Take some precautions with your senior or loved one when it’s so cold. If they live alone, check on them every day. Be certain that the thermostat is set no lower than 68 degrees. Make sure they dress in layers of light clothing and have extra blankets on the bed at night. Hypothermia can develop even during sleep. If you see them shivering or acting particularly drowsy, or they seem unusually confused or fumble with their hands, head for the emergency room. Don’t let your loved one become a statistic. Do you have any other tips for handling all this cold weather? Share below and visit us at http://www.trilliumhomecare.com
The holiday season is finally in full swing and before your know it, we’ll be ushering in the New Year. We’ll be looking at the past year and promising ourselves that this new year will be different. We’ll think of all the things that went wrong and come up with a nice list of changes for the coming year that will make everything so much better. Sound familiar? As caregivers, it’s easy to blame ourselves for anything that might have gone wrong while we cared for our loved one. Did we put our loved one first? Were we attentive to their needs?
I’m sure the list of New Year resolutions will look something like this:
#1. I will get all the sleep and rest I need.
#2. I will do all I can to have a healthy lifestyle.
#3. I’ll ask for and accept all the help I can get.
#4. I will do something every day to de-stress a bit.
#5. I promise to keep up a social life.
#6. I will communicate and share with others who are going through the same experiences I am.
#7. I will use respite care whenever I can.
#8. I will learn all I can about my loved one’s condition.
After looking at all of these resolutions, you can see a common thread. They can all be replaced with an attitude adjustment. As caregivers, we need to shift our concerns to caring for ourselves! Somehow it seems wrong to even say that. We’ve spent an awful lot of time putting someone else’s needs ahead of our own and just thinking about yourself seems so selfish. The thing to remember is that if we aren’t in good shape physically and emotionally, we’ll be ineffective as caregivers and end up being useless to those we care for. This year my goal is to wake up every morning and remind myself that it’s all about me. What resolutions are you making for the new year? Share below and visit us at http://www.trilliumhomecare.com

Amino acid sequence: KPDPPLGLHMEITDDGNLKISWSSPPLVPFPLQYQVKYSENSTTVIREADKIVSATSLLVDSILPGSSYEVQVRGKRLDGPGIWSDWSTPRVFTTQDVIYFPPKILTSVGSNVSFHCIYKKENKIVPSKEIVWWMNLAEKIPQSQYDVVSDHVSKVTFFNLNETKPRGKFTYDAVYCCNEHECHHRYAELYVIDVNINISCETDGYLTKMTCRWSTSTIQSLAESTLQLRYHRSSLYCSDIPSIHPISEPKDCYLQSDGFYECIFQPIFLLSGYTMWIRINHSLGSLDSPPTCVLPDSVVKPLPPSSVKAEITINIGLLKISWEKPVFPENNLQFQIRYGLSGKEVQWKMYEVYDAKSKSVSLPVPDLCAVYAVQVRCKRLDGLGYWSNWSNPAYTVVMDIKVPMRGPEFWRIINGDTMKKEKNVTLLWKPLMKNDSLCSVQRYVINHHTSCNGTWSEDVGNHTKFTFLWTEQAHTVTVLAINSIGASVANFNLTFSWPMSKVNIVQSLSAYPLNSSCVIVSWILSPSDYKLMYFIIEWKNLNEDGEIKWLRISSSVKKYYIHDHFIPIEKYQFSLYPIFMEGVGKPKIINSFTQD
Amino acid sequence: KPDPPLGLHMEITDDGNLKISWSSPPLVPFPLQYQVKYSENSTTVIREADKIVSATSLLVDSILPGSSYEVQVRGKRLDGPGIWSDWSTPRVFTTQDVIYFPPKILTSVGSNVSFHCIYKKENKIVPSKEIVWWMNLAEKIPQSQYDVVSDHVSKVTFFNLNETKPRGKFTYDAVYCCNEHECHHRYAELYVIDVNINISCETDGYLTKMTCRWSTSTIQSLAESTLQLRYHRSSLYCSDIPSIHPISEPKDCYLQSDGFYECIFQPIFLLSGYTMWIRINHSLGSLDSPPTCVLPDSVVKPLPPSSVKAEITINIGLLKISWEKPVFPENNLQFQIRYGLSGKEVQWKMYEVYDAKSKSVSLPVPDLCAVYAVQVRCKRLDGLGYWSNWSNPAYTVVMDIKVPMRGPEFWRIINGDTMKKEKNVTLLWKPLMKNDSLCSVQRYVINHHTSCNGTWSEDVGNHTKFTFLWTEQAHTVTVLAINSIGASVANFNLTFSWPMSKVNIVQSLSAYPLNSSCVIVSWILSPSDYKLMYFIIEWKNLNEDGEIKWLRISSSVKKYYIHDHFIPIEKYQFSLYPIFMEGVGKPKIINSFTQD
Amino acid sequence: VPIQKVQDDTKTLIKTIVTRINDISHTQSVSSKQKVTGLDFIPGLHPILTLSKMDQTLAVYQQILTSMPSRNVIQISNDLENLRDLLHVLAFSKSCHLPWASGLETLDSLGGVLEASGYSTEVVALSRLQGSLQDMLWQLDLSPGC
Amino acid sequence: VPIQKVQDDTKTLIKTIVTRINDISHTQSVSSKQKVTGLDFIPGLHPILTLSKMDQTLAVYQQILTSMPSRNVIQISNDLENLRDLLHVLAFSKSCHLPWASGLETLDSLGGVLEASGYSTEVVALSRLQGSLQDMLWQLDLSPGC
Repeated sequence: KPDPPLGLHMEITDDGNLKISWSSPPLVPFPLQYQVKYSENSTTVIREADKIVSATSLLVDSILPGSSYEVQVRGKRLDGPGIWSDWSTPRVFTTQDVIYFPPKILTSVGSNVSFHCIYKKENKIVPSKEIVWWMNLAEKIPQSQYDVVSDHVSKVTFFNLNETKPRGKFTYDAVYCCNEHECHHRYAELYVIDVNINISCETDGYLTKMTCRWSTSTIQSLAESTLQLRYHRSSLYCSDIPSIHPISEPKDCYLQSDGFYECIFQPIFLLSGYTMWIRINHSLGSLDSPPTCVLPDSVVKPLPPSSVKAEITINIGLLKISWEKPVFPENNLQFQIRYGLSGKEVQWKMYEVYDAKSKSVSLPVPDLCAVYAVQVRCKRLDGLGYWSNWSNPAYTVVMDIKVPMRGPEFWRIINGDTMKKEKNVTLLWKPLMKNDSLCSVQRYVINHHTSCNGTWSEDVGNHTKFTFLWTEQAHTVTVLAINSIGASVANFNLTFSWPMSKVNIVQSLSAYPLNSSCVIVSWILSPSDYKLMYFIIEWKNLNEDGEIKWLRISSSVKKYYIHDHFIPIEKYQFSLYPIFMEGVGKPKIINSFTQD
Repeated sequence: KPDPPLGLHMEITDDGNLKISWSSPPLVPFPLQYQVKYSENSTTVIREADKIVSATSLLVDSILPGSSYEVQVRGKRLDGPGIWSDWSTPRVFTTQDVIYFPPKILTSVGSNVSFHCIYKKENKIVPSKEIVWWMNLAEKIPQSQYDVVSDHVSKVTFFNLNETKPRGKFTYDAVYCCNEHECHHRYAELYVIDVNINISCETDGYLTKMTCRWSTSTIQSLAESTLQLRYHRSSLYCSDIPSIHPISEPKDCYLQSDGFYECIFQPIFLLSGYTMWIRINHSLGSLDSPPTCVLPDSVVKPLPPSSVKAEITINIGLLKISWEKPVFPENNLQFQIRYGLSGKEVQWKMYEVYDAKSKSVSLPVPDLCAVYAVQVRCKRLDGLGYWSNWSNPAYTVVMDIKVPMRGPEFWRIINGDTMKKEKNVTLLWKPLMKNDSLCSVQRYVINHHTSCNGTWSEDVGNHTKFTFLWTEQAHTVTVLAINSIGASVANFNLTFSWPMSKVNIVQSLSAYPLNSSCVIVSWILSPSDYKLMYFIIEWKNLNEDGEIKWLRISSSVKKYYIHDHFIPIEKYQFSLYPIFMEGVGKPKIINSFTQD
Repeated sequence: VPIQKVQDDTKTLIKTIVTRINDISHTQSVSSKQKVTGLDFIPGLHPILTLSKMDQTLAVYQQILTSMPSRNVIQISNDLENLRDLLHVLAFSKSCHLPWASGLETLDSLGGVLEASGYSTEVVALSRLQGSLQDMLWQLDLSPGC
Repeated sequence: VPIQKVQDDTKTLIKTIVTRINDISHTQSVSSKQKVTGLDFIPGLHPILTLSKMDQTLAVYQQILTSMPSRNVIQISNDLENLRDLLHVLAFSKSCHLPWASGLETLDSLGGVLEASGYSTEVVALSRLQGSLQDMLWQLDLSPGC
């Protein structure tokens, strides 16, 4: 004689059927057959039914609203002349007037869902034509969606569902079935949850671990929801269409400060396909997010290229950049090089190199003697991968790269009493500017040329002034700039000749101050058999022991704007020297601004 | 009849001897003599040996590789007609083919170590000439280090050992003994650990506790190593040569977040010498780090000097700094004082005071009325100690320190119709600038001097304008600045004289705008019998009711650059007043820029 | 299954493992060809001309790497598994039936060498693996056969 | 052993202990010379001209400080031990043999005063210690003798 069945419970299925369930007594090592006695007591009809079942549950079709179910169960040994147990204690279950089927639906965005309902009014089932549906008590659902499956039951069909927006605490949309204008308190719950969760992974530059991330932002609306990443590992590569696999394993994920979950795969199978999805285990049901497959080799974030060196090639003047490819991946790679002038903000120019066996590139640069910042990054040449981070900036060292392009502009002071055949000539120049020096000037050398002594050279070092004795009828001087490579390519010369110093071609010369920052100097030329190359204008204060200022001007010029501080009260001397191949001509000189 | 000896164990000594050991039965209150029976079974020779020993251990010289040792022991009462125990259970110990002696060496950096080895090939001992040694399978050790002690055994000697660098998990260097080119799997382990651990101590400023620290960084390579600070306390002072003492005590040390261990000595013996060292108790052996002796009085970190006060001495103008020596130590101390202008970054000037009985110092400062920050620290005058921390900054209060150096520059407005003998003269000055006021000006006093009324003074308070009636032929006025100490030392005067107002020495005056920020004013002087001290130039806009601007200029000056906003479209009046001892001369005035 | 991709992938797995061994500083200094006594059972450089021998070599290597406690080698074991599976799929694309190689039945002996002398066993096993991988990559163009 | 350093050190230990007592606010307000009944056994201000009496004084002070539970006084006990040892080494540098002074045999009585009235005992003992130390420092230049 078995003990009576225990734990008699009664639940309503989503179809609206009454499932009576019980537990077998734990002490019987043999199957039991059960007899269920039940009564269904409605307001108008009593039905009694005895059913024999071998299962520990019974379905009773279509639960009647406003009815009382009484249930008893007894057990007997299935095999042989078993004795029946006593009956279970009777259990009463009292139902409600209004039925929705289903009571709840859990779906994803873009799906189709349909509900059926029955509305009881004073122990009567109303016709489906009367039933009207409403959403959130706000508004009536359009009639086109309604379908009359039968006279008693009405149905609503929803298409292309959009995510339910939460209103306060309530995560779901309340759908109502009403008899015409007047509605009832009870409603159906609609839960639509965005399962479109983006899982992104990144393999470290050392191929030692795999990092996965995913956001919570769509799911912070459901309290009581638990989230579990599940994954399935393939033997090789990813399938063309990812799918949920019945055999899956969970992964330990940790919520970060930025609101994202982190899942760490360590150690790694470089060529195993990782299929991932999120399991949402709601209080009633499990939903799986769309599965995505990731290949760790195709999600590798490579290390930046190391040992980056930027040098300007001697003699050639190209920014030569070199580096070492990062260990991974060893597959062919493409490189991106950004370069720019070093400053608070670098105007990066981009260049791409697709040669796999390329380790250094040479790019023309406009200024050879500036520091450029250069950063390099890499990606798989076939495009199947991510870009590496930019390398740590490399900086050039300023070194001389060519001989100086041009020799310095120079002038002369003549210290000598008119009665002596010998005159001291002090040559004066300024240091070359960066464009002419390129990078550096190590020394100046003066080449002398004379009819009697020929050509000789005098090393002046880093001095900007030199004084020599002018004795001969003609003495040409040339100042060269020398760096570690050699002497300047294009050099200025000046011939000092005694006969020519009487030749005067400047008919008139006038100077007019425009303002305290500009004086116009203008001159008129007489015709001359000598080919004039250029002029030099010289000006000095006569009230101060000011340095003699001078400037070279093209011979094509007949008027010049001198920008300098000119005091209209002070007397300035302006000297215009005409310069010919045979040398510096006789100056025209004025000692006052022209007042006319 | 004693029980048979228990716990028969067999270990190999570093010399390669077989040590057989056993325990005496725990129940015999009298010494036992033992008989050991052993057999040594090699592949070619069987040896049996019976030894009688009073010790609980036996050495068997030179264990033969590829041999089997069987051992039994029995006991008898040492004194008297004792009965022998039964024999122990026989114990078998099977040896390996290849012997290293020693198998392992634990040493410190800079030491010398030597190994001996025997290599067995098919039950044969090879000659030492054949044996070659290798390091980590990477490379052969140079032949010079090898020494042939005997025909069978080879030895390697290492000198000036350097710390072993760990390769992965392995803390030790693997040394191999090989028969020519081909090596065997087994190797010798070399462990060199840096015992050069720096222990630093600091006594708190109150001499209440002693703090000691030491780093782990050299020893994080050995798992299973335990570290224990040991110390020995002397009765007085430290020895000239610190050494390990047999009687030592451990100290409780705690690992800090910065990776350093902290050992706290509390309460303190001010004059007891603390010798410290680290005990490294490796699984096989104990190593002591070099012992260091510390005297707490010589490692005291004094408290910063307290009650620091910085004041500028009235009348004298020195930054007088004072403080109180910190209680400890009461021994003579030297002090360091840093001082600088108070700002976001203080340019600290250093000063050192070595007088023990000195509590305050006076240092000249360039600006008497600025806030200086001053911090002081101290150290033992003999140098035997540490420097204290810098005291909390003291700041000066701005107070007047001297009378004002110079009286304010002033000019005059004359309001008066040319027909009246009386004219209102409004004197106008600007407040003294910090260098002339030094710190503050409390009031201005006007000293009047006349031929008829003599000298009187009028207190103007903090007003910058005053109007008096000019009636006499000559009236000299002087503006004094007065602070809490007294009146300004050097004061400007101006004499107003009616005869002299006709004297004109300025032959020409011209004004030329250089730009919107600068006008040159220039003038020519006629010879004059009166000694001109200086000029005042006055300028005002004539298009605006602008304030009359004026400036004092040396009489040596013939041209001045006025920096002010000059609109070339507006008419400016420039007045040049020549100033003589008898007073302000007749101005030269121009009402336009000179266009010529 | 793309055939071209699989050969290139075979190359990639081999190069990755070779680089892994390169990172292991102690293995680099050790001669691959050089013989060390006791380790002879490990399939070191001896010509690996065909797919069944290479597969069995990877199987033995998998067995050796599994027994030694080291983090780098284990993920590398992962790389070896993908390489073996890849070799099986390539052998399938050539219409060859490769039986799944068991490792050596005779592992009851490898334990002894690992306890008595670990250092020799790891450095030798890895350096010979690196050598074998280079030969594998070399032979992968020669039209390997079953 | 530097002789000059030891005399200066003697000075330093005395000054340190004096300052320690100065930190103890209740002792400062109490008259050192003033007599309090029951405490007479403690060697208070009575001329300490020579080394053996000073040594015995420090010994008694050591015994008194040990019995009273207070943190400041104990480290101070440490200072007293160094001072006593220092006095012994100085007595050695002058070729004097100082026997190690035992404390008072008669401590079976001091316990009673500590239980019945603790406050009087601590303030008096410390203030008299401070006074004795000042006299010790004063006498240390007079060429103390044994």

It’s that time of year when we wrack our brains trying to select that perfect something to give the special people in our lives. If there is a caregiver who helps us or who cares for a family member or loved one, this is an especially difficult decision to make. What can we possibly get them that would be both meaningful and helpful? What could the caregiver in your life use the most? It seems to me that all caregivers are short of one special thing — time. There just aren’t enough hours in the day to go to work, care for one’s own family, and care for a loved one. Don’t even mention having a social life or time for simple personal interests. If you think about it, anything you can do to free up some time for the caregiver would be appreciated. You can volunteer to do some grocery shopping or you can provide some meals. Better yet, you can stay with the loved one for a while to free up some time for the caregiver to do something for themselves. Volunteer to do some household task like doing the laundry or cleaning house. If you personally don’t have time to do these things, perhaps you could arrange to pay for some of these services to be provided.
It’s important for caregivers to know they are not alone. Providing an opportunity to vent without being judged or criticized can be an invaluable gift. Caregivers often have to deal with family members who provide little help but lots of ideas on how things should be done. Just lending an ear can help relieve the constant stress they are under. In that same vein, a gift certificate for a day at a spa or for a relaxing massage while you take over the caregiver duties would allow for some much needed “me time”.
If you’re more inclined to giving tangible things as gifts, you might consider gift cards for restaurants, grocery stores, or services. Anything that would help defray the costs of living would surely be appreciated. Caregiver reference materials like books or caregiver magazine subscription can help provide tips and advice on how to ease the burden of their duties. Paying for a personal emergency reporting system for their loved one can provide some piece of mind for the caregiver when they are not there. The bottom line is, give the gift of YOU. They surely don’t need another knickknack. Do you have any other caregiver gift ideas? Share below and visit us at http://www.trilliumhomecare.com